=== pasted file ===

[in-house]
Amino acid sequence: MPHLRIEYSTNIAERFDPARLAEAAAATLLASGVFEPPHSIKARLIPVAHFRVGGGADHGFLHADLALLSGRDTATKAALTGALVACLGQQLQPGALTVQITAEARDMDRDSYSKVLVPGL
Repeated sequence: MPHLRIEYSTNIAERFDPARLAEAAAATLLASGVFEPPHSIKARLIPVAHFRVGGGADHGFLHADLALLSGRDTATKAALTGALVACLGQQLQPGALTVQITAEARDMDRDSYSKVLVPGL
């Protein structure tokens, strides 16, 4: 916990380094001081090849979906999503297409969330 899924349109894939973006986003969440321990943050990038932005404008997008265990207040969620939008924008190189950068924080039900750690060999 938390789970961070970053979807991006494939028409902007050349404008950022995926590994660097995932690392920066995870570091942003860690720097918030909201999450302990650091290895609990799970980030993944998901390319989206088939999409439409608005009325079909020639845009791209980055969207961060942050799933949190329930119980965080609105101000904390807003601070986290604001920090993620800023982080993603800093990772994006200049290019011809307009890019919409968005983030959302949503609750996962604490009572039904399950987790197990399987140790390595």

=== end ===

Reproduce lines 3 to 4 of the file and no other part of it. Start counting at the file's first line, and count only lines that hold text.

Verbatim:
Repeated sequence: MPHLRIEYSTNIAERFDPARLAEAAAATLLASGVFEPPHSIKARLIPVAHFRVGGGADHGFLHADLALLSGRDTATKAALTGALVACLGQQLQPGALTVQITAEARDMDRDSYSKVLVPGL
């Protein structure tokens, strides 16, 4: 916990380094001081090849979906999503297409969330 899924349109894939973006986003969440321990943050990038932005404008997008265990207040969620939008924008190189950068924080039900750690060999 938390789970961070970053979807991006494939028409902007050349404008950022995926590994660097995932690392920066995870570091942003860690720097918030909201999450302990650091290895609990799970980030993944998901390319989206088939999409439409608005009325079909020639845009791209980055969207961060942050799933949190329930119980965080609105101000904390807003601070986290604001920090993620800023982080993603800093990772994006200049290019011809307009890019919409968005983030959302949503609750996962604490009572039904399950987790197990399987140790390595």